We recently said deepfakes “remain the weapon of choice for malign interference campaigns, troll farms, revenge porn, and occasionally humorous celebrity face-swaps”. Skepticism that these techniques would work on a grand scale such as an election, remains in place. In the realm of malign interference and smaller scale antics, however, deepfakes continue to forge new ground.
It’s one thing to pretend to be anonymous law enforcement operatives at the other end of a web call, with no deepfake involvement. It’s quite another to deepfake the aide of a jailed Russian opposition leader.
Zooming into deepfake territory
Multiple groups of MPs were recently tricked into thinking they were talking to Leonid Volkov, a Russian politician and chief of staff to Alexei Navalny's 2018 presidential election campaign. Instead, Dutch and Estonian MPs at different meetings were presented with an entirely fictitious entity forged in the deepfake fires. From looking at the various reports on these incidents, we’re not entirely sure if fake Leonid responded to questions or stuck to a pre-written script. We also don’t know if the culprits faked his voice, or spliced real snippets to form sentences. Based on this report, it appears the Zoom call was conversational, but details are sparse. The aim of the game was most likely to have MPs say they want to support Russian opposition with lots of money.
How did this happen?
It appears basic security practices were not followed. Nobody verified it was him beforehand. His email wasn’t pinged, nobody said “Hey there…” on social media. This is rather incredible, considering people doing an Ask Me Anything on Reddit will hold up a “Hi Reddit, it’s me” note as a bare minimum. With such a non-existent security procedure in place, disaster is sure to follow.
One wonders, given the absence of contact with the real Leonid, how fake Leonid had the Zoom sessions arranged in the first place. Can anyone arrange a call with a room of MPs if they claim to be somebody else? Do online meetings regularly take place with no effort to ensure everyone involved is legitimate? This all seems a little bit peculiar and faintly worrying.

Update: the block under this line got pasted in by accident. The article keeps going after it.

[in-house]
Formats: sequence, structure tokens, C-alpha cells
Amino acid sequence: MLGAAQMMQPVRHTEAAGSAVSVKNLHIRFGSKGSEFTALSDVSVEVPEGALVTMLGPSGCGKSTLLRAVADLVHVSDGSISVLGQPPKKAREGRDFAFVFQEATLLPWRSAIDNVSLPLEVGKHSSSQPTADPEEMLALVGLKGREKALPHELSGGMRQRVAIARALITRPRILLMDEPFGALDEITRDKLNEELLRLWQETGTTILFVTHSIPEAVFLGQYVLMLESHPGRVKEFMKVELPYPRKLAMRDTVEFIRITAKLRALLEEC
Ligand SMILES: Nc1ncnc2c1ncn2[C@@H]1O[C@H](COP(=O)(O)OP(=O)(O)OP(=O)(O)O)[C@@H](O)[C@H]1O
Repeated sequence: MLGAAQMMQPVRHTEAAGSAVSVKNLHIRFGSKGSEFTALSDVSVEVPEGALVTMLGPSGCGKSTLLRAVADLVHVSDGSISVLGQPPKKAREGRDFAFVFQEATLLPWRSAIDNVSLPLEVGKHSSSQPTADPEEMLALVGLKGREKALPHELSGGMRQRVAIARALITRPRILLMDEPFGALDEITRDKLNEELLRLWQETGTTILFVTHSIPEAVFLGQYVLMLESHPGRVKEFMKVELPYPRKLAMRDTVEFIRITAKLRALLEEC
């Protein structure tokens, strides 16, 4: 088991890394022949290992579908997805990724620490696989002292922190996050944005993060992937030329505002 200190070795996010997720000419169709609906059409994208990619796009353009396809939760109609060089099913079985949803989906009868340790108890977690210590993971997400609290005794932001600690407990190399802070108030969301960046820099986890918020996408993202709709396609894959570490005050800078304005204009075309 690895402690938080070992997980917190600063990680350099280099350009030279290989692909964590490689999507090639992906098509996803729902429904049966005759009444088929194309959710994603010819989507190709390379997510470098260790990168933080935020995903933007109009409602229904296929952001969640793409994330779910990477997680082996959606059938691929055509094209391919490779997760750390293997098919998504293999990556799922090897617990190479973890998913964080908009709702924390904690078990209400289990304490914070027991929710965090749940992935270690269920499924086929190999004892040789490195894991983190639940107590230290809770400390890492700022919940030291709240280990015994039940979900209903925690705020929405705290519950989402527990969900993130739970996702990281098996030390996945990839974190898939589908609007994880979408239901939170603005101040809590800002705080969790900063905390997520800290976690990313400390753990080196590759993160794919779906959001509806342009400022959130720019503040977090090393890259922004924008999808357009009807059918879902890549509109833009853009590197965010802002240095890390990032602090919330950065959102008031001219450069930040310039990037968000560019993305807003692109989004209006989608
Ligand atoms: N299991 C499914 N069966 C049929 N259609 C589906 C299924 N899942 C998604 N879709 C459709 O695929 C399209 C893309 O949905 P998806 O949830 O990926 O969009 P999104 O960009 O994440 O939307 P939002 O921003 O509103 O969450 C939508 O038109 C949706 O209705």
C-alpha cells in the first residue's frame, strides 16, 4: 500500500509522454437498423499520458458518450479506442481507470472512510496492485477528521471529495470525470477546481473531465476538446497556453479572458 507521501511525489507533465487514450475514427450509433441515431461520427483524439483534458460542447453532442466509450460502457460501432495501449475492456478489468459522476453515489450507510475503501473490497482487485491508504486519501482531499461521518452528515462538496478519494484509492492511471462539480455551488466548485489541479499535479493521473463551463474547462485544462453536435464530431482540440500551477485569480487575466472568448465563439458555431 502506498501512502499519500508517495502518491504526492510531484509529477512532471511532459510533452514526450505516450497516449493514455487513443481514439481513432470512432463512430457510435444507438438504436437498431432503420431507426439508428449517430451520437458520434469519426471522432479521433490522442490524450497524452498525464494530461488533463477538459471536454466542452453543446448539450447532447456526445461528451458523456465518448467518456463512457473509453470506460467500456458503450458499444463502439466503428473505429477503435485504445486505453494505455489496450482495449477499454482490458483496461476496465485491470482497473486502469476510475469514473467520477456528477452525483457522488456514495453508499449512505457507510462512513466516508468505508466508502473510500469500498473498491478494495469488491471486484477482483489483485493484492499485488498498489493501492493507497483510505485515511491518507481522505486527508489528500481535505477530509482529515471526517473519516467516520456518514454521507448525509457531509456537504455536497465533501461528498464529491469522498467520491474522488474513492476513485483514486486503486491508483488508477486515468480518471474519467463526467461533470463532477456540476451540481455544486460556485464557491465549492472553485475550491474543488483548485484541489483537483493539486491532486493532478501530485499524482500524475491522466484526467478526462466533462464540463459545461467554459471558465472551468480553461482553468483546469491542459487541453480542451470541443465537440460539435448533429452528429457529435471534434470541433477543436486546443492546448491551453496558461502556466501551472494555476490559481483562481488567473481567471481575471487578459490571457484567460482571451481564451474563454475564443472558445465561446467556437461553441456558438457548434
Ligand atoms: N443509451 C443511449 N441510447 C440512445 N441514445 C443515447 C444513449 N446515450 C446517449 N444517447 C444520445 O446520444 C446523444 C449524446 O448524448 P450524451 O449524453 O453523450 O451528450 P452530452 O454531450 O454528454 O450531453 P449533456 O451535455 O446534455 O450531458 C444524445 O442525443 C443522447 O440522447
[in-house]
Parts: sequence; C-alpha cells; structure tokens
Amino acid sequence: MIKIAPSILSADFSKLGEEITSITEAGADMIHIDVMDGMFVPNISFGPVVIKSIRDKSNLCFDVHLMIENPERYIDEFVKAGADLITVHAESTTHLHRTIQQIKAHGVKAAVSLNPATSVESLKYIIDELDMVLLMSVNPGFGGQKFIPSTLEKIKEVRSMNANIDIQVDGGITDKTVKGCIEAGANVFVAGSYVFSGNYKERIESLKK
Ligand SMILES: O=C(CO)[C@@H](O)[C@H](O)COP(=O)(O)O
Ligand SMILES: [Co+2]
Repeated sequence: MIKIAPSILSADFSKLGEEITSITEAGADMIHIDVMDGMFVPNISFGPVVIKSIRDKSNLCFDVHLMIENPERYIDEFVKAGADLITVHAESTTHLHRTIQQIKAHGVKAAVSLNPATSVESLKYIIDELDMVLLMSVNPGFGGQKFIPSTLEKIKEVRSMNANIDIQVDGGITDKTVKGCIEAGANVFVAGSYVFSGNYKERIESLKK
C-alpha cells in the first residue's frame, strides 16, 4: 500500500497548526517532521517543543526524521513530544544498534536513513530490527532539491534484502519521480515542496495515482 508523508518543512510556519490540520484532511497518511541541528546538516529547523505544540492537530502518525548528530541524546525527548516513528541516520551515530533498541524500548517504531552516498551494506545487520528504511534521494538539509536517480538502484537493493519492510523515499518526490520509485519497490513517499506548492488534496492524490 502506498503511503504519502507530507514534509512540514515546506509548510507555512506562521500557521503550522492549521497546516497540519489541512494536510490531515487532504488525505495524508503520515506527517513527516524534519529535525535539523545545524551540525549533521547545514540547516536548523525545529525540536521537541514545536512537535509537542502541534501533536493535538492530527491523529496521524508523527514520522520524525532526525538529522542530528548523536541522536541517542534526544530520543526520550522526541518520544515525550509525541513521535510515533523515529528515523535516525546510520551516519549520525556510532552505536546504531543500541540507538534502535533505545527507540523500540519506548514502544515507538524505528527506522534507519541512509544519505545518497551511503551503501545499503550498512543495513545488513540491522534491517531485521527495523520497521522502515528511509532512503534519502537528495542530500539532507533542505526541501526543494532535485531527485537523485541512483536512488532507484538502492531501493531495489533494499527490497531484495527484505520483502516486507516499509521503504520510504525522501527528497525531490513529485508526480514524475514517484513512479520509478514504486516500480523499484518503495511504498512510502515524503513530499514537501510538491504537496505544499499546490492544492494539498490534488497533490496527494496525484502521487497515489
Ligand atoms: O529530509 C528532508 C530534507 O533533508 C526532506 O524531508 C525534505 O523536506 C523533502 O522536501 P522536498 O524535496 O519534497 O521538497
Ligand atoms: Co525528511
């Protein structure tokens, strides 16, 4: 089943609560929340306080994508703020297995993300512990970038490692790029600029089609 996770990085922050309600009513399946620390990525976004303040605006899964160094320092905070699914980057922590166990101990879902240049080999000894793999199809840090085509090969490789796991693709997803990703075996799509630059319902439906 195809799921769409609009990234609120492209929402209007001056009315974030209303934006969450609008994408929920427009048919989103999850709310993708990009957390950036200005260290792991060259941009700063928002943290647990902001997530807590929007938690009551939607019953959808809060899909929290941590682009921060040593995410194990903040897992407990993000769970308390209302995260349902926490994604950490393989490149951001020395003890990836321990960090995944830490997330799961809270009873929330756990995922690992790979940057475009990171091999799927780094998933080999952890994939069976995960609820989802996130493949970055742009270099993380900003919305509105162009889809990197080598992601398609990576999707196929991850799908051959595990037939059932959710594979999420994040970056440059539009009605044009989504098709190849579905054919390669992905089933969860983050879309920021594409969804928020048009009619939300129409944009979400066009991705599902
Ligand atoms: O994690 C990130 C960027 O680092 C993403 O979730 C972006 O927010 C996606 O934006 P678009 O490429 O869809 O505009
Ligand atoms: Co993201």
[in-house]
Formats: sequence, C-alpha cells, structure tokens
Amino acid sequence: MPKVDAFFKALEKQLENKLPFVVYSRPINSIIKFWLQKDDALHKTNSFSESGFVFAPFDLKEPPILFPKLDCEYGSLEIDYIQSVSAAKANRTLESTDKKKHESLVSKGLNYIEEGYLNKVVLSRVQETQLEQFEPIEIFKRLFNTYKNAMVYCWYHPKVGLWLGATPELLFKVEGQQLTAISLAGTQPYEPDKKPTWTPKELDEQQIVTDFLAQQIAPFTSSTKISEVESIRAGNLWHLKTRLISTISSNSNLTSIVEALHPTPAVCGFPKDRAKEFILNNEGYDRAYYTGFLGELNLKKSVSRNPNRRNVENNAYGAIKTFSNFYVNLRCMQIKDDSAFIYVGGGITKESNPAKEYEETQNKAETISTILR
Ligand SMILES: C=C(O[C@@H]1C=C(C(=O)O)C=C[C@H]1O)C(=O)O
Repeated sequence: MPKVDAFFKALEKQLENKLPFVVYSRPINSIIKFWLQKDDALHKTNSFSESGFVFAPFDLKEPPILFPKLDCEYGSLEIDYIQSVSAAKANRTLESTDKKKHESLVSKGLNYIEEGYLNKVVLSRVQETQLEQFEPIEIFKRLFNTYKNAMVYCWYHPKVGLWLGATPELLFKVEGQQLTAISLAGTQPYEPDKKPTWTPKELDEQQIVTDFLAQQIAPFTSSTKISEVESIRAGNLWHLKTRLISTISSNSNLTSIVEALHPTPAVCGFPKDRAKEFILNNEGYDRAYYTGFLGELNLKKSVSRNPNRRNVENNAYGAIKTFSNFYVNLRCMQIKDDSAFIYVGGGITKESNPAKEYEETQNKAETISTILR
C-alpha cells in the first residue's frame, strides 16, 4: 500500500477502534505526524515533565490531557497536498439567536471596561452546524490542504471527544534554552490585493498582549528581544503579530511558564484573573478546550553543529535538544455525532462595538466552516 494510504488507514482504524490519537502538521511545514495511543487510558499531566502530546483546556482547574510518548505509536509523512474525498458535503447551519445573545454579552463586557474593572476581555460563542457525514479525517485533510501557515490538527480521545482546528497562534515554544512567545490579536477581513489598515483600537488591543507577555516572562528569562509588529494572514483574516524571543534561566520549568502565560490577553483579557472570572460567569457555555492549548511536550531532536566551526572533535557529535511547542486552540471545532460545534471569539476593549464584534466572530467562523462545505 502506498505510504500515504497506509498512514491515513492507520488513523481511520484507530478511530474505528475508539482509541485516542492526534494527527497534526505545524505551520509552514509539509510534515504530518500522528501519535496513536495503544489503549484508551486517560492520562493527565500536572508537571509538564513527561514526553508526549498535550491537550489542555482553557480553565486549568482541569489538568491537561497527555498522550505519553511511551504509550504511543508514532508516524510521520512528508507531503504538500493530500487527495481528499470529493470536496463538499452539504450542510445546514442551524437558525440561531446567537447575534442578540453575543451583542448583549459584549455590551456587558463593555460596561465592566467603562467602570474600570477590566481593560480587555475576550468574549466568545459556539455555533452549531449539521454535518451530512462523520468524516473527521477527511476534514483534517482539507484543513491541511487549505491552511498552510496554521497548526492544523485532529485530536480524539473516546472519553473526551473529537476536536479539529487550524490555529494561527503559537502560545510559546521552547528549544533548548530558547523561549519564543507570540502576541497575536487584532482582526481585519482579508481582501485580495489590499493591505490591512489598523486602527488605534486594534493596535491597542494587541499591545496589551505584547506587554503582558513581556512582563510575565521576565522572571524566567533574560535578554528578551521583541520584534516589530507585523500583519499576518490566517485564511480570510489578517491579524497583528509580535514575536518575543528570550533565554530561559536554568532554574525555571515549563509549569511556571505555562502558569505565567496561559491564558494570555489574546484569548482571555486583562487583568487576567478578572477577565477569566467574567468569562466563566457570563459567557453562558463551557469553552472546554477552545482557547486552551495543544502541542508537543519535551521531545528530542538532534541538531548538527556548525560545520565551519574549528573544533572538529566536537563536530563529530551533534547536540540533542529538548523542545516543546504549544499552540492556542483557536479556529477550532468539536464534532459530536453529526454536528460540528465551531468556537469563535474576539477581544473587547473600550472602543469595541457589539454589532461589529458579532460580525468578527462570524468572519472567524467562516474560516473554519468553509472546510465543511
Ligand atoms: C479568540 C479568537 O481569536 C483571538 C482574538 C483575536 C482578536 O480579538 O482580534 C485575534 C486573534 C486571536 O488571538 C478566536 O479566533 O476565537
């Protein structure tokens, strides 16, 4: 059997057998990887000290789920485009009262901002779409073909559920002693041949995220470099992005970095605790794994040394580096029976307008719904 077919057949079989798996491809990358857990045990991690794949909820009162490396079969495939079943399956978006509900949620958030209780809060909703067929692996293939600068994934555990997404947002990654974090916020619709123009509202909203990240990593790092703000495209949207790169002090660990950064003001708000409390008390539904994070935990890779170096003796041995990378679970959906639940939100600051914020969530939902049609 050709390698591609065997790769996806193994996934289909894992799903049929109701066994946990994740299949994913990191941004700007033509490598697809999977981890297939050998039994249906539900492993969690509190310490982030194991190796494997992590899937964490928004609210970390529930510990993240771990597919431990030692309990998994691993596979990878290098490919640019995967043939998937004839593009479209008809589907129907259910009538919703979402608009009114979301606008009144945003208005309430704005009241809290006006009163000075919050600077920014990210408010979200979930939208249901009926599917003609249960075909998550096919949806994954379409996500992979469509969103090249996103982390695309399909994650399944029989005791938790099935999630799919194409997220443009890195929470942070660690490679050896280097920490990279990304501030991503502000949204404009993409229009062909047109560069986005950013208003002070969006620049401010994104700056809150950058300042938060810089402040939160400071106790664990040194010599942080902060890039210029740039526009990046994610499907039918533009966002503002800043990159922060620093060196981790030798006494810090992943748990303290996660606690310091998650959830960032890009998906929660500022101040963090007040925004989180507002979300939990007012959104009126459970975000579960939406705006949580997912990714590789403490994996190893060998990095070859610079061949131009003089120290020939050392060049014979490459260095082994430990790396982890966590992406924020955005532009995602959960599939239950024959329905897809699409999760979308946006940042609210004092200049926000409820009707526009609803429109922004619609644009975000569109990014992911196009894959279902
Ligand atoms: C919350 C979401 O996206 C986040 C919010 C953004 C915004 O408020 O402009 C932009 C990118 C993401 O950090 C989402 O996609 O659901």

Locking down deepfakes: in it for the long haul
Outside the realm of verification-free Zoom calls with parliamentarians, more moves are afoot to detect deepfakes. SONY has stepped into a battleground already populated by DIY tools and researchers trying to fight fakery online. Elsewhere, we have AI generated maps. While this sounds scary, it’s not something we should be panicking over just yet.
Deepfakes continue to become more embedded in public consciousness which can only help raise awareness of the subject. You want some Young Adult fiction about deepfakes? Sure you do! Actors helping to popularise the concept of fake video as something to be expected? Absolutely. Wherever you turn...there it is.
Low-level noise and quiet misdirection
For now, malign interference campaigns and small-scale shenanigans are the continued order of the day. It’s never been more important to take some steps to verify your web-based conversationalists. Whether an AI-generated deepfake or someone with a really convincing wig and fake voice, politicians need to enact some basic verification routines.
The real worry here is that if they fell for this, who knows what else slipped by them via email, social media, or even plain old phonecalls. We have to hope that whatever verification systems are in place for alternate methods of communication among politicians are significantly better than the above.